With ISO 14001, medical device manufacturers have guidelines to build and maintain an environmental management system (EMS) to reduce waste, lower environmental impacts, and ensure legal compliance. To help with other sustainability savings, ISO 50001 helps reduce operating expenses by helping identify ways to improve energy efficiency. Having the tools and processes that allow a business to run are part of the quality management side of any organization, and these standards are all a piece of the puzzle.

What Is ISO 14971 & the Process of Risk Defined in It?

Made specifically for performing risk management of medical devices, ISO 14971 helps manufacturers and software developers identify all the hazards associated with a medical device and being able to control those risks. The processes in ISO 14971 are intended to mitigate risks, such as those that can be associated in biocompatibility, data and systems security, electricity, radiation, and accessibility.

To manage these types of threats, an organization needs to identify, evaluate, analyze, and assess the potential safety issues throughout the entire product lifecycle. And with ISO 14971, you get a helpful standard to assist you with identifying the odds or probability of a problem happening, and how severe that problem could be, including how to control these risks, and monitor the effectiveness of the controls.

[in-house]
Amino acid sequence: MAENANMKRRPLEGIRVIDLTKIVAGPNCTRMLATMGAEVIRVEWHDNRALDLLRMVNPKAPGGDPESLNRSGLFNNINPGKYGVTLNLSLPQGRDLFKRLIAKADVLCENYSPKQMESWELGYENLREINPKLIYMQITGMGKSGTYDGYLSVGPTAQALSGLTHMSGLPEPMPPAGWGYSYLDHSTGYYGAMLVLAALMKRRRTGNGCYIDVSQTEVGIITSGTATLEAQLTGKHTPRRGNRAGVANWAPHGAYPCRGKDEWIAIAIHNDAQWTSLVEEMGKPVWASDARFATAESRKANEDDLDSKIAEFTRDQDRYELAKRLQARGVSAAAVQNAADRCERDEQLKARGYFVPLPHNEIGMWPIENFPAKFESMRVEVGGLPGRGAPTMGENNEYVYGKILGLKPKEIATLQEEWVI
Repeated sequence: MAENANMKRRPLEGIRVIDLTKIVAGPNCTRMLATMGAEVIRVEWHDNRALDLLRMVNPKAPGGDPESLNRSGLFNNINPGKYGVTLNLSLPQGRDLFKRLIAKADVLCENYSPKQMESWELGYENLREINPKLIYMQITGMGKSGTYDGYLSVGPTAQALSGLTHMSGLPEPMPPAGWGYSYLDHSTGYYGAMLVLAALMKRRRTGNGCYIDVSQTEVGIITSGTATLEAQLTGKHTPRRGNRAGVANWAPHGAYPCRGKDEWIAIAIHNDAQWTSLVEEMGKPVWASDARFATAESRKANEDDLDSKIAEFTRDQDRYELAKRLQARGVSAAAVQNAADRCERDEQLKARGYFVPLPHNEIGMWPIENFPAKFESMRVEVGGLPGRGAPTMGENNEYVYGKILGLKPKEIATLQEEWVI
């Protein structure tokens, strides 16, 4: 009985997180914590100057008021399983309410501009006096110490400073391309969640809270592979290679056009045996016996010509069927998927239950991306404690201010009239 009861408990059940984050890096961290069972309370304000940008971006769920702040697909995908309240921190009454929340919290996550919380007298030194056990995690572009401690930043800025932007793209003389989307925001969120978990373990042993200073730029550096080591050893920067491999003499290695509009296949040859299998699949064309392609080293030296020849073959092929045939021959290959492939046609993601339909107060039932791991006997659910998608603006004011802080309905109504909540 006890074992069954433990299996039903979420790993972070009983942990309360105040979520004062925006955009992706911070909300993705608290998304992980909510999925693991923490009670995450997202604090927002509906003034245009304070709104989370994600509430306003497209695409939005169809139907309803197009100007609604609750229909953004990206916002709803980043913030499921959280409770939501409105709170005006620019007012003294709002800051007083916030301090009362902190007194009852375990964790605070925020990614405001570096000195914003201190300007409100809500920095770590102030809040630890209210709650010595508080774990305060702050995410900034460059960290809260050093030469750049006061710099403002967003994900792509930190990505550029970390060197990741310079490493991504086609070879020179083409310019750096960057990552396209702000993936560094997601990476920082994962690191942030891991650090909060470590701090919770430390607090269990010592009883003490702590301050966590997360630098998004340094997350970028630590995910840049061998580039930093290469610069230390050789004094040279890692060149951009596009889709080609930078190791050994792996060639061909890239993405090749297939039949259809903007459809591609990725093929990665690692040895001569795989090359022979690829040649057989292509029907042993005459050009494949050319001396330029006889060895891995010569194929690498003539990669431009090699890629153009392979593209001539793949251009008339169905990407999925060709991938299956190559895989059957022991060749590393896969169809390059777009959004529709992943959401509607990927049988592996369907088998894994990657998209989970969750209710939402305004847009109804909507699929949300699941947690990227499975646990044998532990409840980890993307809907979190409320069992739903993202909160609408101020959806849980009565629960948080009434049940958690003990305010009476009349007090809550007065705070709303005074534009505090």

What Is Meant by Quality in Systems/Software Engineering?

When talking about building “quality” in medical software, we’re referring to the absence of defects, and that the product is reliable and robust. When testing software, we perform “robustness testing”, which one form of this, is to evaluate or test within the boundaries of the system and test outside the boundaries of the systems as well.

Testing within the boundaries refers to feeding a range of inputs or data that the system would expect. Testing outside the boundaries refers to feeding a range of inputs to the system which would be very unlikely or never receive. How the device or system handles such scenarios helps build robustness or quality into the system. With Parasoft, we can help developers and testers go beyond the boundaries at every step of the SDLC with powerful, comprehensive, and robust software quality test solutions.

Parasoft Solutions for IEC 62304 Compliance Testing

The FDA recommends that any medical device company developing software include static analysis into their SDLC to ensure safe, secure, and reliable software. In fact, performing static analysis is the best first line of defense in identifying and remediating bugs or issues. And our customers have expressed that if performed during the implementation phase, their cost in performing quality assurance and maintenance has been substantially reduced. With Parasoft C/C++test, you get a comprehensive automated software testing solution that includes a broad scope of testing methodologies to help satisfy IEC 62304 compliance requirements.

C/C++test is TÜV certified for use on Class I, Class II, and Class III medical devices, and automates software testing methods defined in IEC 62304. Furthermore, our centralized dashboard reporting solution provides development teams with an easy way to expose, prevent, and correct errors in the design. It also aggregates test results making compliance with security, coding, and process safety standards easier by automatically generating the documents needed to demonstrate compliance.

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Written by

Ricardo Camacho

A Sr. Technical Product Marketing Manager for Parasoft’s embedded testing solutions, Ricardo has expertise in the SDLC and test automation of embedded real time, safety, and security-critical applications, and software compliance to industry standards.